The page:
5.05 pm: Fukushima and Hirota have been left heartbroken for the THIRD STRAIGHT YEAR. Nagahara and Matsutomo have won back-to-back gold medals. With their SIXTH match point!! WHAT A FINAL.

5.03 pm: The Japanese doubles stars have already served a nail-bitter. Fukishima and Hiroto save five match points in the decider and now have a match point opportunity themselves. That has been saved by the defending world champs!!! MADNESS. 21-21 in the decider.

4.54 pm: You can read about India’s Para Badminton Worlds medallists here. And more reading for you in the tweet below, as we wait for Sindhu’s match which is imminent.

4.52 pm: Right, doesn’t seem to be long left for the Sindhu match now... the defending champs have taken a 17-12 lead in the final game.

4.51 pm: Some great news from Basel already as Pramod Bhagat has won two gold medals in the Para Badminton Worlds while Manasi Joshi won gold defeat No 1 seed Parul Parmar.

4.45 pm: Some more reading ahead of the final as the defending women’s doubles champs take a 11-9 lead into the change of ends for the decider...

Want to know how close the Sindhu-Okuhara rivalry has been? Starting with the Glasgow final the order of winners goes like this: Okuhara, Sindhu, Okuhara, Sindhu, Okuhara, Sindhu, Sindhu, Okuhara, Sindhu

4.31 pm: OF COURSE! This women’s doubles final was never going to be straightforward! Fukushima and Hirota needed five game points to force a decider against the reigning World Champions.

4.29 pm: Here’s a look at the previous meetings between Okuhara and Sindhu...

Tournament Scoreline
Indonesia Open 2019 Nozomi Okuhara 14-21, 7-21 PV Sindhu July 2019
Singapore Open 2019 Nozomi Okuhara 21-7, 21-11 PV Sindhu April 2019
BWF World Tour Finals 2018 Nozomi Okuhara 19-21, 17-21 PV Sindhu December 2018
BWF World Championships 2018 Nozomi Okuhara 17-21, 19-21 PV Sindhu August 2018
Thailand Open 2019 Nozomi Okuhara 21-15, 21-18 PV Sindhu July 2018
All England Open 2018 Nozomi Okuhara 22-20, 18-21, 18-21 PV Sindhu March 2018
Japan Open 2017 Nozomi Okuhara 21-18, 21-8 PV Sindhu September 2017
Korea Open 2017 Nozomi Okuhara 20-22, 21-11,18-21 PV Sindhu September 2017
BWF World Championships 2017 Nozomi Okuhara 21-19, 20-22, 22-20 PV Sindhu August 2017
Singapore Open 2017 Nozomi Okuhara 21-10, 15-21, 20-22 PV Sindhu April 2017
Rio 2016 Olympic Games Nozomi Okuhara 19-21, 10-21 PV Sindhu August 2016
Badminton Asia Team Championships 2016 Nozomi Okuhara 18-21, 21-12, 21-12 PV Sindhu February 2016
Malaysia Masters 2015 Nozomi Okuhara 19-21, 21-13, 21-8 PV Sindhu January 2015
Hong Kong Open 2014 Nozomi Okuhara 21-17, 13-21, 21-11 PV Sindhu November 2014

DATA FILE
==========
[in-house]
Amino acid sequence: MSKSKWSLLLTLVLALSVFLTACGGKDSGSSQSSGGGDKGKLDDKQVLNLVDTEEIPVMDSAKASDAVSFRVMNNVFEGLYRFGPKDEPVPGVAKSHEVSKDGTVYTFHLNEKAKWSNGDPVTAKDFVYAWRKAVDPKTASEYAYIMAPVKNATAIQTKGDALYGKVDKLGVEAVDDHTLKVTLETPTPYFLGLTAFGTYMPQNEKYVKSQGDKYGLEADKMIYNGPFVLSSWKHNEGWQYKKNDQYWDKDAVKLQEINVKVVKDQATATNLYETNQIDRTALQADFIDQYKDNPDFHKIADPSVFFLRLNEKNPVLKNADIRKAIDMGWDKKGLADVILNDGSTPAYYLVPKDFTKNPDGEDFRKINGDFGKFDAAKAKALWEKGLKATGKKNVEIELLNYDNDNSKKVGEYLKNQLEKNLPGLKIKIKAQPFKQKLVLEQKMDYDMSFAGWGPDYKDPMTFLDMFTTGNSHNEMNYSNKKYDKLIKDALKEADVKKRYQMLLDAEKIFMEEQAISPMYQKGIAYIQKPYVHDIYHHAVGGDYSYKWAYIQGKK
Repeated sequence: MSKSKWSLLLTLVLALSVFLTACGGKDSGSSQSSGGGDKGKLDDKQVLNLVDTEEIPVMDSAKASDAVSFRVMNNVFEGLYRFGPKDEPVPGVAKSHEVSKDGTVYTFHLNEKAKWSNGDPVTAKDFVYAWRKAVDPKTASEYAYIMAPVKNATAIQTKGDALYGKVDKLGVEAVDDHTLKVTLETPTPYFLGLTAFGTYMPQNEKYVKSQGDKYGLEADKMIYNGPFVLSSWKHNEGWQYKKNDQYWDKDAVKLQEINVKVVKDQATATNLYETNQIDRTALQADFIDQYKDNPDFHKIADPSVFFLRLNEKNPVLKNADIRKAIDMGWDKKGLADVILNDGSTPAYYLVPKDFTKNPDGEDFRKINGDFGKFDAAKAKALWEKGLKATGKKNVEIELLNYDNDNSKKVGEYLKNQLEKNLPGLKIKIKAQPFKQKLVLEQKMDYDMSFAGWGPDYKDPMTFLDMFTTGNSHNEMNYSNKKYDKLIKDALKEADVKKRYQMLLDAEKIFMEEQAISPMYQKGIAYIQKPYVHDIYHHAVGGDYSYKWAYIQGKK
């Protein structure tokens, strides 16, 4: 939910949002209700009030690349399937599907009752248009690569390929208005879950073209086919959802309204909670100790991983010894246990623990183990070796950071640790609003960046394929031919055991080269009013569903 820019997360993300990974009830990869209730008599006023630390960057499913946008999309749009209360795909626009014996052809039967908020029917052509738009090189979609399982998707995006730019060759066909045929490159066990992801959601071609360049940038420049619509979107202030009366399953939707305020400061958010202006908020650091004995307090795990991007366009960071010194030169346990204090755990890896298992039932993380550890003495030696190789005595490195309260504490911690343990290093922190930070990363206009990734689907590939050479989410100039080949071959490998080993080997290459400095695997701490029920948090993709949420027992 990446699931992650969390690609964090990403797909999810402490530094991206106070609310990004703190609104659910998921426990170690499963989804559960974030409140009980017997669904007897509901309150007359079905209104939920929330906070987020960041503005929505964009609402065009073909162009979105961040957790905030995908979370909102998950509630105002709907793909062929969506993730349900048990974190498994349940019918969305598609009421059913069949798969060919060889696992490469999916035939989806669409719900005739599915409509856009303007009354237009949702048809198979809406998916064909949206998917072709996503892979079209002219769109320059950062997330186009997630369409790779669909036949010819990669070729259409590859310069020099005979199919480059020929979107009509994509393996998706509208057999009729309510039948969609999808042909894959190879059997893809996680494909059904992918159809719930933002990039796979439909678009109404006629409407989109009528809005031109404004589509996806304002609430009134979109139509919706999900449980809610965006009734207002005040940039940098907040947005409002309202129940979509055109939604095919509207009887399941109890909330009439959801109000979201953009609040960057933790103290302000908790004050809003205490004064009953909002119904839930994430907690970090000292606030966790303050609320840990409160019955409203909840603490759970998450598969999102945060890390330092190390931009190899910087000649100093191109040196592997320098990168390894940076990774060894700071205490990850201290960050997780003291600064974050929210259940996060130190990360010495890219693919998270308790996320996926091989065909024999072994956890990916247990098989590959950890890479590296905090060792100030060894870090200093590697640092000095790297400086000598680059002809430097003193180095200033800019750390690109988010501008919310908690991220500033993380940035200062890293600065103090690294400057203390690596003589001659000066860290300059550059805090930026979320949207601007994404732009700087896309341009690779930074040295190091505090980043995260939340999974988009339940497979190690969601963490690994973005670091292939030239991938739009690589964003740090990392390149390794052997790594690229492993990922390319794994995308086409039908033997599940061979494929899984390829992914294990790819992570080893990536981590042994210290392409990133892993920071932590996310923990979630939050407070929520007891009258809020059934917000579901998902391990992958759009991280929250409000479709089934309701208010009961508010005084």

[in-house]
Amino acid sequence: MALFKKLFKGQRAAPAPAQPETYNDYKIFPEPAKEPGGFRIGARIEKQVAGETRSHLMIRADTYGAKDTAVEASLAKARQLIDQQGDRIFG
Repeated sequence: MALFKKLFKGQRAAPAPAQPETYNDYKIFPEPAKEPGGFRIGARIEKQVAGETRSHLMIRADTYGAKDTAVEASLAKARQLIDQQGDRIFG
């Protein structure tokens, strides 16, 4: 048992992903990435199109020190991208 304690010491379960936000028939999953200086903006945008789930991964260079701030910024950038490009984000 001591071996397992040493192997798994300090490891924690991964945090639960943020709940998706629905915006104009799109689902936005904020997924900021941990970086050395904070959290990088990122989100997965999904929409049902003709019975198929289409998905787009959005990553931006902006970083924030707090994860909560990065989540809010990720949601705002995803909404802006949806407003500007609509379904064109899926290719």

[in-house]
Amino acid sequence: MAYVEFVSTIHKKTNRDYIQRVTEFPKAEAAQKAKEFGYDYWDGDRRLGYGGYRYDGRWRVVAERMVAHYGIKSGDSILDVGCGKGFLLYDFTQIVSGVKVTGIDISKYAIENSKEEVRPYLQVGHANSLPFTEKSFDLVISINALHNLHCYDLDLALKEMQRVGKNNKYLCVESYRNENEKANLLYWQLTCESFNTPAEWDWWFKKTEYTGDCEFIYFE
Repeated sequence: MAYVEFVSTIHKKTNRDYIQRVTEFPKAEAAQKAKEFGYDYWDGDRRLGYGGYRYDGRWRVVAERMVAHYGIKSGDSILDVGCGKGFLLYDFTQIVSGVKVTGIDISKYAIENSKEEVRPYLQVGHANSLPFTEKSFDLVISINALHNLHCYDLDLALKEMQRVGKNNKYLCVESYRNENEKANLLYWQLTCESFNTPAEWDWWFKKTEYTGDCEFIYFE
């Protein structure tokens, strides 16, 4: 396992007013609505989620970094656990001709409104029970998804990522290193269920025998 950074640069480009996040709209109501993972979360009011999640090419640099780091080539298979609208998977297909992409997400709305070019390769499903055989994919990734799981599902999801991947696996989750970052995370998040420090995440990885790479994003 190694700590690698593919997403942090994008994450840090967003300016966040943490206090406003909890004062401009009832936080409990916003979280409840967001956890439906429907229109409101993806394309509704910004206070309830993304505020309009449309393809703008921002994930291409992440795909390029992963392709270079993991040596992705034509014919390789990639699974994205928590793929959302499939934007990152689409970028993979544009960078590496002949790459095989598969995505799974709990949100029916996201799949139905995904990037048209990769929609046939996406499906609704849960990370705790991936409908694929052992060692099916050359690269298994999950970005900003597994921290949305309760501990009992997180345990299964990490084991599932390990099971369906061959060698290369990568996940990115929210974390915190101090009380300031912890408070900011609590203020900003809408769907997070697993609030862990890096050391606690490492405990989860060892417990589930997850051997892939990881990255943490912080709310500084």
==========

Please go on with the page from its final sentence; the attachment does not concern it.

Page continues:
Badminton Asia Youth Under 19 Championships 2012 Nozomi Okuhara 21-18, 17-21, 20-22 PV Sindhu July 2012

4,28 pm: Four game points from Fukushima / Hirota to force a decider and the reigning world champs have saved THREE of those.

4.18 pm: Fukushima and Hirota are fighting back in the second game, leading 15-12 now and are looking to force the decider.

4.17 pm: Our badminton expert Abhijeet Kulkarni was in Glasgow two years back when Sindhu and Okuhara served up that classic in 2017. He witnessed to greatness. Read his feature about that match as we warm up to the final here.

4.08 pm: Who can forget the breathtaking 73-shot rally which proved to be the most striking point of the 2017 final that lasted 110 minutes? Here’s a look at it again.

4.00 pm: We were all expecting a marathon women’s doubles match but the defending champs Matsutomo and Nagahara are running away with it! This is bit of a surprise. They have the opening game 21-11.

3.55 pm: The first final of the day is currently underway where two Japanese women’s doubles pairs are taking on each other. Current champions Matsutomo and Nagahara are leading the opening game against Fukushima and Hirota. Sindhu’s match is after this.

Hello all and welcome to our live coverage of what promises to be an epic day at the BWF Badminton World Championships 2019 in Basel!

The incredible PV Sindhu stands one win away from clinching the World Championships gold medal after storming into her third successive final with a straight-game win over All England champion Chen Yufei on Saturday.

Sindhu, who had claimed successive silver in the last two editions of the prestigious tournament beside two bronze, was a picture of perfection as she outclassed World No. 3 Chen of China 21-7 21-14 in a 40-minute semi-final.

The 24 year old from Hyderabad will face either 2017 winner Nozomi Okuhara of Japan in the summit clash on Sunday.

It will be a rematch of the

Sindhu will face her most familiar rival for a shot at the title. Both the players are 24 years old, both are former world No 2s, both are Olympic medal-winners and both have had relatively lean seasons by their high standards. The similarities end there though, with their style of play anything but alive.

In what is one of the most prolific rivalries of the current era, PV Sindhu currently leads the head-to-head 8-7. The two met in the 2017 Worlds final which the Japanese edged by a scoreline of 21-19, 20-22, 22-20.

Will Sindhu get her revenge and finally be a world champion? Stick around for all the updates from the match.

(With inputs from PTI)